“Because the intermediate can slide on DNA, it allows access to many different second binding site locations,” Zhang says. “ORC flipping seems overly complicated, but connecting the two helicase loading events using one molecule is essential to establishing the stoichiometry and the orientation of the helicases. Nature finds a way to solve problems, and it might not be simple, but it’s always very effective.”

To better understand the dynamics and timing of the helicase loading process, Zhang used colocalization single-molecule spectroscopy and a technique called single-molecule FRET (smFRET). 

In smFRET, two fluorescent tags are attached to targets of interest—a red dye and a green dye. Red light will be emitted if the tags are close to each other, but only green light will be detected if the tags are far apart. The changes in fluorescence intensity are measured as the reaction progresses, with different smFRET pairs providing clues to parsing out relationships like whether two components interact and, if so, for how long.

Zhang was interested in why cryo-electron microscopy (cryo-EM) images that showed ORC bent the DNA during the helicase loading process. By fluorescently tagging one end of the helicase and the DNA with a smFRET pair, Zhang determined when and how the DNA was unbent and threaded through the ring-shaped helicase.

Even though Zhang anticipated DNA conformational changes, she says it was exciting to see evidence of it occurring in real time. Zhang noted that this approach was only possible because helicase loading is a relatively slow process on the timescale of seconds to minutes. In many biological reactions, conformational changes occur on the timescale of milliseconds to nanoseconds, which these smFRET studies would not have been able to detect.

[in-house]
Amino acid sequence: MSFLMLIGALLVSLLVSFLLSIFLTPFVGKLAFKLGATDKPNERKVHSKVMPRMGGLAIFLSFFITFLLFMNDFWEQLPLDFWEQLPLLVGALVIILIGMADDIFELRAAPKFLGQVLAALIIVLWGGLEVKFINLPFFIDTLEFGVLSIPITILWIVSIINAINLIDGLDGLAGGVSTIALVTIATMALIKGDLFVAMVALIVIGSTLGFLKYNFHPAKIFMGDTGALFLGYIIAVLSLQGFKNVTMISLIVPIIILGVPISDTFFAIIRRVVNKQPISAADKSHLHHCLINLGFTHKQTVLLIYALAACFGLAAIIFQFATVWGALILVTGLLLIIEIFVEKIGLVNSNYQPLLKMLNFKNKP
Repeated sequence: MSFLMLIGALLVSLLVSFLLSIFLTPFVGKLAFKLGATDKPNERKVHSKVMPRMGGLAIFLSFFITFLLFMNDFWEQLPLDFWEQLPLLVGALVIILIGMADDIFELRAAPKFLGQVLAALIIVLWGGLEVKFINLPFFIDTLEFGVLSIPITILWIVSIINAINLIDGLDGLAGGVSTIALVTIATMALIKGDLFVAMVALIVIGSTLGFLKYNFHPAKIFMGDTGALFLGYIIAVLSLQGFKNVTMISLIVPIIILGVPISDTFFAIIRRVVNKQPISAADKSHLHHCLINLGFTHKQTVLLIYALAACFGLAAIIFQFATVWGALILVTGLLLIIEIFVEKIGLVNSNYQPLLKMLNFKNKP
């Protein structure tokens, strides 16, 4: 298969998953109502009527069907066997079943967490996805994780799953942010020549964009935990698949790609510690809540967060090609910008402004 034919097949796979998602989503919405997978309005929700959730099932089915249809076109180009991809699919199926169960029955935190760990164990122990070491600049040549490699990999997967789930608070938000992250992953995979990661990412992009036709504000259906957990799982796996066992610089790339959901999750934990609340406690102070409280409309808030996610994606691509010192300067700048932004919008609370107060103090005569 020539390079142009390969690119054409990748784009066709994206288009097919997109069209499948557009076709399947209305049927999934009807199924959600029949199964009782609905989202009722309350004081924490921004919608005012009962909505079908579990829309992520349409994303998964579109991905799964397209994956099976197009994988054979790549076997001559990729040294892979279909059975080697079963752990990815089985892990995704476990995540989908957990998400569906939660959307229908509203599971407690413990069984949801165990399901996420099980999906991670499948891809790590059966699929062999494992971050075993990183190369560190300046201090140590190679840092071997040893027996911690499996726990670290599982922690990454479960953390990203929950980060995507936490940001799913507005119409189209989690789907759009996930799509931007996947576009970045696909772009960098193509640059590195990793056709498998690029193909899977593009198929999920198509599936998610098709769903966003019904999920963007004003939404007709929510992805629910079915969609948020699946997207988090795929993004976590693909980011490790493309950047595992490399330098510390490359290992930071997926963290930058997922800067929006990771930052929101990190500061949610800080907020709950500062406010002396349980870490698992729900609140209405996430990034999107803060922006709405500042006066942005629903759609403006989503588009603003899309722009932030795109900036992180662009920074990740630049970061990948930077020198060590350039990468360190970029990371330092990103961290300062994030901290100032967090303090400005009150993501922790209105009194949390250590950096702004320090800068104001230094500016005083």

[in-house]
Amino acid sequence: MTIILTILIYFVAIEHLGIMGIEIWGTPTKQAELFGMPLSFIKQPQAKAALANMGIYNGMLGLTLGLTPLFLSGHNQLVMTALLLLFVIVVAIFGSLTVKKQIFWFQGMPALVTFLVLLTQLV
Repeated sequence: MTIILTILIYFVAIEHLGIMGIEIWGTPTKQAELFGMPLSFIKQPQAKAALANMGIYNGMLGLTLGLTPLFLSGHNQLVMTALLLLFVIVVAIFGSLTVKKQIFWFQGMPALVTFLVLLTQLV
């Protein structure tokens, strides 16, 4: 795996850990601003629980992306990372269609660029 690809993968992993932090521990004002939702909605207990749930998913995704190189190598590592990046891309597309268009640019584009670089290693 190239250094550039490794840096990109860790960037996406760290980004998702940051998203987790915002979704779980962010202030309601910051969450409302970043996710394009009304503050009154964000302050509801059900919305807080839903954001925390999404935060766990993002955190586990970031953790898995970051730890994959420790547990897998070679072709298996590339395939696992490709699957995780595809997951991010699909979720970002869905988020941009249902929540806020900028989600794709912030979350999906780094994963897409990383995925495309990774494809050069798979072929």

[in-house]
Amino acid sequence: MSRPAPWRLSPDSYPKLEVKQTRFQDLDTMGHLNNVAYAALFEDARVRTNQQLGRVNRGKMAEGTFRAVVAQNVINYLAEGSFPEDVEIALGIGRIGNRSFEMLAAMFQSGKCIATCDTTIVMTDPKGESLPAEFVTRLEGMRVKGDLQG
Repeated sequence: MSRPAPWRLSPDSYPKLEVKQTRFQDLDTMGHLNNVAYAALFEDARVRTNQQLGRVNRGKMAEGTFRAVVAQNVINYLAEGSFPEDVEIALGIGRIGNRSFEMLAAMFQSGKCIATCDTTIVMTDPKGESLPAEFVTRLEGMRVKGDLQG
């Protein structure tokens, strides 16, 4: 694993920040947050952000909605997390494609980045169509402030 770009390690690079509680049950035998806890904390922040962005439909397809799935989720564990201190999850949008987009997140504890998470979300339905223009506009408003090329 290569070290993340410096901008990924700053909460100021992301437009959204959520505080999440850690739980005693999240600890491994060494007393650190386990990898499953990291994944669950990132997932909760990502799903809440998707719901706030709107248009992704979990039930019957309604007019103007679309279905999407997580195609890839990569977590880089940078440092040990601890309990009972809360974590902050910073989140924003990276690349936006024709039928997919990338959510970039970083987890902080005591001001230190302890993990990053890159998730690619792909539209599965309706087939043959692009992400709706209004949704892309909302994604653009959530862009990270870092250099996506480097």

The helicases are loaded onto the DNA in an open ring shape and later clamp shut around the strands. A second paper from postdoc Audra Amasino, PhD ‘20, explores the ring-closing step

Helicases are loaded and activated during separate phases of cell division. When loading is undesirable, ORC is deactivated by a process known as phosphorylation–adding a phosphate group. Amasino’s results indicate that phosphorylated ORC can still initiate the process of helicase loading, but there are two critical steps when phosphorylated ORC will inevitably fail. 

When ORC is phosphorylated but mixed with otherwise normal proteins in vitro, the first helicase is still recruited and sometimes closes around the DNA–but it won’t stay that way. 

Amasino found that the helicase pops off the DNA without closing, or the helicase closes around the DNA and then opens and falls off. She noted that the second failure occurs around the same time in the process when ORC would be flipping to re-orient itself to load the second helicase. Regardless of the presence of otherwise normal proteins, phosphorylated ORC can’t recruit a second helicase.